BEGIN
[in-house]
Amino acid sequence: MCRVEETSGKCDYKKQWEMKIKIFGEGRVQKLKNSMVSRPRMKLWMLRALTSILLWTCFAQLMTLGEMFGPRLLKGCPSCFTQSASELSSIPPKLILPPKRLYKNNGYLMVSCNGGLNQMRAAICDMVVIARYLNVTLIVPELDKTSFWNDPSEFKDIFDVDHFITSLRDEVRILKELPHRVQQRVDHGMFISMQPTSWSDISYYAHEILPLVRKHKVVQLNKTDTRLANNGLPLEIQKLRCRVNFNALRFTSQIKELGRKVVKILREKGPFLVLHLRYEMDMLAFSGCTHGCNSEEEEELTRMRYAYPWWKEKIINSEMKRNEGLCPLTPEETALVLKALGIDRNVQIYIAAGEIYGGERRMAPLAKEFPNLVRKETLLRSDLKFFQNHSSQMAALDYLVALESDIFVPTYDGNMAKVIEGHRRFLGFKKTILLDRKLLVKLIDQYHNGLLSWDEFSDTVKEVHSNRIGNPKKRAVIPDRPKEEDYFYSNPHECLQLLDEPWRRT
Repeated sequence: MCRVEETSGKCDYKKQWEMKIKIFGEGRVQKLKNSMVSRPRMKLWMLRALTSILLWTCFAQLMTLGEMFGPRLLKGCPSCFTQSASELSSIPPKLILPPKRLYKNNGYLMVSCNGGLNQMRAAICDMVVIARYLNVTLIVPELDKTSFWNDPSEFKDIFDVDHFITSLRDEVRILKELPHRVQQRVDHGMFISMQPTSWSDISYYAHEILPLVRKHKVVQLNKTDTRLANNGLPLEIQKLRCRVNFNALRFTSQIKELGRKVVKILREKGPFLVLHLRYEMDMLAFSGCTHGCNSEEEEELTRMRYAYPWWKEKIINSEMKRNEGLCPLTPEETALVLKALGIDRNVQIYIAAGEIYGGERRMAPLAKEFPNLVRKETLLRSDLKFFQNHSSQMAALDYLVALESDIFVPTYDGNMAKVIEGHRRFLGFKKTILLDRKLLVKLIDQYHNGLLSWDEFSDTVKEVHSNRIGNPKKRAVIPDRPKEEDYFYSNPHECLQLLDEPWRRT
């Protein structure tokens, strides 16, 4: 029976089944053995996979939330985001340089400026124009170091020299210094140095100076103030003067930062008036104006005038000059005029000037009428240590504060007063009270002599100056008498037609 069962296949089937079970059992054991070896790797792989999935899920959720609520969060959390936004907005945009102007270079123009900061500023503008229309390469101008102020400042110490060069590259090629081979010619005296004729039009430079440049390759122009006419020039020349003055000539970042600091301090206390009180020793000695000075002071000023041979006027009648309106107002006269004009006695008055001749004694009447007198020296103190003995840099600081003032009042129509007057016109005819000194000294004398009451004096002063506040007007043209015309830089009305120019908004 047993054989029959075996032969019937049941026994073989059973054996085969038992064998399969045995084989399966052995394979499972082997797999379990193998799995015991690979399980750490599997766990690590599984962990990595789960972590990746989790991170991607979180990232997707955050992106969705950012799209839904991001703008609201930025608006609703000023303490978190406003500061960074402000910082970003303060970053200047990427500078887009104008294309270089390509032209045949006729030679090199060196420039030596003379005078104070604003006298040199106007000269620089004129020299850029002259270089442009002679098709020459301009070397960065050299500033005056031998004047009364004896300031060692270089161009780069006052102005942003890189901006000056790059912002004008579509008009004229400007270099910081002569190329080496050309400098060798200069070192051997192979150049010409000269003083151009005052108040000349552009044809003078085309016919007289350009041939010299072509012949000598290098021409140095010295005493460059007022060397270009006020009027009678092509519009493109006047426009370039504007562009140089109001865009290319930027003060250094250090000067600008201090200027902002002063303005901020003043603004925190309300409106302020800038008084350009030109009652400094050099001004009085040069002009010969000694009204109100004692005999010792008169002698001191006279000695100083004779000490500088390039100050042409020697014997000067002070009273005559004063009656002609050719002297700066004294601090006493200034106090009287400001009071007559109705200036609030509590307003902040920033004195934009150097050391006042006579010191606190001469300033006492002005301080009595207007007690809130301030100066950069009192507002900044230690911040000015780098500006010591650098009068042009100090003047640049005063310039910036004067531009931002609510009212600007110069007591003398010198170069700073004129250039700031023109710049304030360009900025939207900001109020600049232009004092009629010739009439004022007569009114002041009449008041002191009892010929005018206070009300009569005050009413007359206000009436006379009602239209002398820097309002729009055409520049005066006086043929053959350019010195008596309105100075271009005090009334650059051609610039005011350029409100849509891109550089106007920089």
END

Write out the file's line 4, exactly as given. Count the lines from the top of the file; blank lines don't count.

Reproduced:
């Protein structure tokens, strides 16, 4: 029976089944053995996979939330985001340089400026124009170091020299210094140095100076103030003067930062008036104006005038000059005029000037009428240590504060007063009270002599100056008498037609 069962296949089937079970059992054991070896790797792989999935899920959720609520969060959390936004907005945009102007270079123009900061500023503008229309390469101008102020400042110490060069590259090629081979010619005296004729039009430079440049390759122009006419020039020349003055000539970042600091301090206390009180020793000695000075002071000023041979006027009648309106107002006269004009006695008055001749004694009447007198020296103190003995840099600081003032009042129509007057016109005819000194000294004398009451004096002063506040007007043209015309830089009305120019908004 047993054989029959075996032969019937049941026994073989059973054996085969038992064998399969045995084989399966052995394979499972082997797999379990193998799995015991690979399980750490599997766990690590599984962990990595789960972590990746989790991170991607979180990232997707955050992106969705950012799209839904991001703008609201930025608006609703000023303490978190406003500061960074402000910082970003303060970053200047990427500078887009104008294309270089390509032209045949006729030679090199060196420039030596003379005078104070604003006298040199106007000269620089004129020299850029002259270089442009002679098709020459301009070397960065050299500033005056031998004047009364004896300031060692270089161009780069006052102005942003890189901006000056790059912002004008579509008009004229400007270099910081002569190329080496050309400098060798200069070192051997192979150049010409000269003083151009005052108040000349552009044809003078085309016919007289350009041939010299072509012949000598290098021409140095010295005493460059007022060397270009006020009027009678092509519009493109006047426009370039504007562009140089109001865009290319930027003060250094250090000067600008201090200027902002002063303005901020003043603004925190309300409106302020800038008084350009030109009652400094050099001004009085040069002009010969000694009204109100004692005999010792008169002698001191006279000695100083004779000490500088390039100050042409020697014997000067002070009273005559004063009656002609050719002297700066004294601090006493200034106090009287400001009071007559109705200036609030509590307003902040920033004195934009150097050391006042006579010191606190001469300033006492002005301080009595207007007690809130301030100066950069009192507002900044230690911040000015780098500006010591650098009068042009100090003047640049005063310039910036004067531009931002609510009212600007110069007591003398010198170069700073004129250039700031023109710049304030360009900025939207900001109020600049232009004092009629010739009439004022007569009114002041009449008041002191009892010929005018206070009300009569005050009413007359206000009436006379009602239209002398820097309002729009055409520049005066006086043929053959350019010195008596309105100075271009005090009334650059051609610039005011350029409100849509891109550089106007920089």